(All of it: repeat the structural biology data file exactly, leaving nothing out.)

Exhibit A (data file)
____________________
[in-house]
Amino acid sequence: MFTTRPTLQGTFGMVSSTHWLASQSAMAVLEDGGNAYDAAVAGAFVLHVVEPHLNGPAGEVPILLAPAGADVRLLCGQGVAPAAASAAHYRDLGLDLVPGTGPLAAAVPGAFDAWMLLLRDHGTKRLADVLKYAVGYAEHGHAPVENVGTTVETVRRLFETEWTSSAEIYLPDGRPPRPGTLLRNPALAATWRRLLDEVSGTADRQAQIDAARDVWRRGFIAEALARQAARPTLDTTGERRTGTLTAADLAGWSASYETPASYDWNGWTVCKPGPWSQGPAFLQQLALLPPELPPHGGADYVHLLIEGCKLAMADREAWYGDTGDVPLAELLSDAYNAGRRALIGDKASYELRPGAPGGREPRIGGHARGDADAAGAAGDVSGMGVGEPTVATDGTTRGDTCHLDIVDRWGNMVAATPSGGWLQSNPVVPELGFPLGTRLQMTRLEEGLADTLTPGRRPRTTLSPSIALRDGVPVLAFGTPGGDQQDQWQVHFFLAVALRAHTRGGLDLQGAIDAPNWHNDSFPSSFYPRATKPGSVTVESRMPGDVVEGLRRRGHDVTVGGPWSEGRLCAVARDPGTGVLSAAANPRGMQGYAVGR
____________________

[in-house]
Amino acid sequence: MFTTRPTLQGTFGMVSSTHWLASQSAMAVLEDGGNAYDAAVAGAFVLHVVEPHLNGPAGEVPILLAPAGADVRLLCGQGVAPAAASAAHYRDLGLDLVPGTGPLAAAVPGAFDAWMLLLRDHGTKRLADVLKYAVGYAEHGHAPVENVGTTVETVRRLFETEWTSSAEIYLPDGRPPRPGTLLRNPALAATWRRLLDEVSGTADRQAQIDAARDVWRRGFIAEALARQAARPTLDTTGERRTGTLTAADLAGWSASYETPASYDWNGWTVCKPGPWSQGPAFLQQLALLPPELPPHGGADYVHLLIEGCKLAMADREAWYGDTGDVPLAELLSDAYNAGRRALIGDKASYELRPGAPGGREPRIGGHARGDADAAGAAGDVSGMGVGEPTVATDGTTRGDTCHLDIVDRWGNMVAATPSGGWLQSNPVVPELGFPLGTRLQMTRLEEGLADTLTPGRRPRTTLSPSIALRDGVPVLAFGTPGGDQQDQWQVHFFLAVALRAHTRGGLDLQGAIDAPNWHNDSFPSSFYPRATKPGSVTVESRMPGDVVEGLRRRGHDVTVGGPWSEGRLCAVARDPGTGVLSAAANPRGMQGYAVGR